Without fanfare, a new trail replaced the old one, but a bit of fanfare might have been nice, considering the old trail’s age and historical significance.
Author Lorraine Duvall is set to give a talk on the history of A Woman’s Place, an intentional community located on property formerly known as Moose Mountain Lodge in Thurman, on June 3rd from 2 to 3:30 pm at the Thurman Town Hall.
Five to ten women lived at this Drexel Road site communally at any one time. They provided lodging for guests in four cabins and held retreats in the restored barn, offering self-help workshops at a time when women came together during the second wave of feminism. » Continue Reading.
Howard Zahniser played an important role in mid-twentieth century Adirondack wildlands conservation. His main culture heroes were three poets: Dante Aligheri, William Blake, and Henry David Thoreau.
Although Thoreau is not now widely known as a poet, that’s how he embarked on his rocky literary career that time would eventually secure. As Thoreau scholar Robert D. Richardson has noted: “The two years Thoreau spent at Walden Pond and the night he spent in the Concord jail are among the most familiar features of the American intellectual landscape.” » Continue Reading.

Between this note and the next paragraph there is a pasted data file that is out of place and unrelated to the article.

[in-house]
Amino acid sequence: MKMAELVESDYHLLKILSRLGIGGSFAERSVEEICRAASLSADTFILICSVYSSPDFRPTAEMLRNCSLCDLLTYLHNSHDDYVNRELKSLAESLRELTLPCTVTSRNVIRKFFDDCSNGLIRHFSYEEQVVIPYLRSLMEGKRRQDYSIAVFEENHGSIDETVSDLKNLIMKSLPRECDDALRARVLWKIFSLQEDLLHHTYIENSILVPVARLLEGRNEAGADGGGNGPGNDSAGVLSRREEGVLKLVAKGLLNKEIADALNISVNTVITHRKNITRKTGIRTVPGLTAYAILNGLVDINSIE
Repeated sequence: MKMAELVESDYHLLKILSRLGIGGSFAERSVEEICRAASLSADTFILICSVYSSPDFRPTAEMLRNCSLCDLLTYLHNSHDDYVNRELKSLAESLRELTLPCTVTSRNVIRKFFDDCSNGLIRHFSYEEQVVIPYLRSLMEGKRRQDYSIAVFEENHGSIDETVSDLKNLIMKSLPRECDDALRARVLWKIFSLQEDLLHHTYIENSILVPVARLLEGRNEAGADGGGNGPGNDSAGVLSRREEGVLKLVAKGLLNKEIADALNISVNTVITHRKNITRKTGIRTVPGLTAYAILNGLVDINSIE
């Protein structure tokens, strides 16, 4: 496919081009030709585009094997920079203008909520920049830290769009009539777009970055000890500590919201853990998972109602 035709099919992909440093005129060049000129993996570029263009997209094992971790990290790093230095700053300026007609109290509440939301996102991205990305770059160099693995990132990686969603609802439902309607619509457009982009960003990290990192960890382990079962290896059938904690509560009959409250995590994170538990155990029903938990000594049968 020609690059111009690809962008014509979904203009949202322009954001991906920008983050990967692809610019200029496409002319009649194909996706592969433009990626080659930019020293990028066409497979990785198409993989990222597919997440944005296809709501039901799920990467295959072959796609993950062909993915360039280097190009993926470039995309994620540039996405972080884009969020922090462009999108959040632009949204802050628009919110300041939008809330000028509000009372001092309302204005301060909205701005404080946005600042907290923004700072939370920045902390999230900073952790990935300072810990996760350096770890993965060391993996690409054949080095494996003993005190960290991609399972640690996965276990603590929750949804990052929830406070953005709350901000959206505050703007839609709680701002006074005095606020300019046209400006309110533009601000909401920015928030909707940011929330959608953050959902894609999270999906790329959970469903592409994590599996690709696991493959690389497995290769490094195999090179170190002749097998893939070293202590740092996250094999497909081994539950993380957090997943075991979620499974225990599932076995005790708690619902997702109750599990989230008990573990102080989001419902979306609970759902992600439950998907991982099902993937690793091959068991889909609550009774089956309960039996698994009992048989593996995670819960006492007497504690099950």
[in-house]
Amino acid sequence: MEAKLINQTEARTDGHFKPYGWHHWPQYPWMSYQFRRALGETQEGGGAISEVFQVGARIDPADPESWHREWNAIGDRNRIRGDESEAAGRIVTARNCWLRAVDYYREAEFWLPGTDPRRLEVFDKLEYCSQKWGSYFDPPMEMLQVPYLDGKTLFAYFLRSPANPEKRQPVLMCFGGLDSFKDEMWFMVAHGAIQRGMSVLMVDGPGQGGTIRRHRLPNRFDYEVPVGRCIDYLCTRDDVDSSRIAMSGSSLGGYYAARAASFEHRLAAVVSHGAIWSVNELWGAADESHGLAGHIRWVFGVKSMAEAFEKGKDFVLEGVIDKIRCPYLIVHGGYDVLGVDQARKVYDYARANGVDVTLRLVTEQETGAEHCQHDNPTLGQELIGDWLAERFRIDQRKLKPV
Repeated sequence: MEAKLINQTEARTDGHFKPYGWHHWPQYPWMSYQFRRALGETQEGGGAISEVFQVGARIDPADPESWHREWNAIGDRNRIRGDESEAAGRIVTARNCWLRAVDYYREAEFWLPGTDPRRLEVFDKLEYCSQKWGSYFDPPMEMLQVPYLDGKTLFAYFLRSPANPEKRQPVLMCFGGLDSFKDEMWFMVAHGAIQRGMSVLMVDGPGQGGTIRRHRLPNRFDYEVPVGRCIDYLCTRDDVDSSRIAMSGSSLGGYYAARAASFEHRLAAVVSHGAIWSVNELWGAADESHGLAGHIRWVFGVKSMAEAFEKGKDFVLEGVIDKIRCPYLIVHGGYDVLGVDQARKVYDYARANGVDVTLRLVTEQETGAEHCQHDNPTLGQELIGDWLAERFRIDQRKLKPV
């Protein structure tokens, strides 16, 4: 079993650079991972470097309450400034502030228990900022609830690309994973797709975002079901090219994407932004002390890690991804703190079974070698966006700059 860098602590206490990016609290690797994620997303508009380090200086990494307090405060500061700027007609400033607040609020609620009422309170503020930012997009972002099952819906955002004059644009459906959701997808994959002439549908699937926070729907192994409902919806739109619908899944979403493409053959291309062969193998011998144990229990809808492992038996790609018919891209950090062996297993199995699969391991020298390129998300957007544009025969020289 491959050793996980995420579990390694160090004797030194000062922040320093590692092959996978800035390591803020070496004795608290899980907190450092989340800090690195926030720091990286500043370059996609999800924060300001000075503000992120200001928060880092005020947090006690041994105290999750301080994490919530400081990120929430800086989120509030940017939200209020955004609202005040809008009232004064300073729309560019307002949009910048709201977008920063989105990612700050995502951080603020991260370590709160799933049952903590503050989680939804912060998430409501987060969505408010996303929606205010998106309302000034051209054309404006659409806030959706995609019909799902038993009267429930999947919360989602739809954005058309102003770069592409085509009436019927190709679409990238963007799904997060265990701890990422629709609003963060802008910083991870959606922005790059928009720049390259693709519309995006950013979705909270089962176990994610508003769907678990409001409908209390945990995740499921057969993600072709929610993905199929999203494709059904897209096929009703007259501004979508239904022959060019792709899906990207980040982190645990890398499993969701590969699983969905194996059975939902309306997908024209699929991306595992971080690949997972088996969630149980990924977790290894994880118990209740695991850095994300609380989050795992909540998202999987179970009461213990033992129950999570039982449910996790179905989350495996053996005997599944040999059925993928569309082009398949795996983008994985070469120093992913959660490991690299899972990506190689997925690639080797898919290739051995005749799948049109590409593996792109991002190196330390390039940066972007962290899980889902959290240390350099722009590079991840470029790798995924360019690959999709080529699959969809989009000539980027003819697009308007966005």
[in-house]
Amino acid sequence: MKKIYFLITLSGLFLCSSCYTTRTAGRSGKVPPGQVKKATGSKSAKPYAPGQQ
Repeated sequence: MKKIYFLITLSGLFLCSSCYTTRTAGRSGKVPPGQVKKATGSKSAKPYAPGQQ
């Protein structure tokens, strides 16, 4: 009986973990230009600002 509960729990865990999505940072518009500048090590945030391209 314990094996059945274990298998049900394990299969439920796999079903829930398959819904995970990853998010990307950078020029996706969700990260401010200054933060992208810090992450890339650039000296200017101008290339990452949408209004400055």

Lisa Ballard’s recent piece, “Her Special Mountain,” which appears in the March/April 2018 issue of Adirondack Explorer, struck a chord with me and rekindled some great memories.
In the opening paragraph, she writes, “You might climb many others, but there’s always one that’s yours… a favorite you climb over and over. It’s your go-to hike when you need exercise, you want to share quality trail time with someone else, or you need to get above the daily fray.”
Lisa’s choice is Lyon Mountain, which, at 3,830 feet, is the highest point in the northern Adirondacks and offers commanding views in all directions. She first climbed it via the old trail when it was being replaced, and soon after ascended on the new trail, which was completed in 2008. In September of that year, the Adirondack Almanack reported the change: » Continue Reading.
In the mid-1990s Harold Allen reminisced about my father Howard Zahniser: “He bought the place, and he never had seen it,” Harold said. “Paul Schaefer was the one who told him about it.”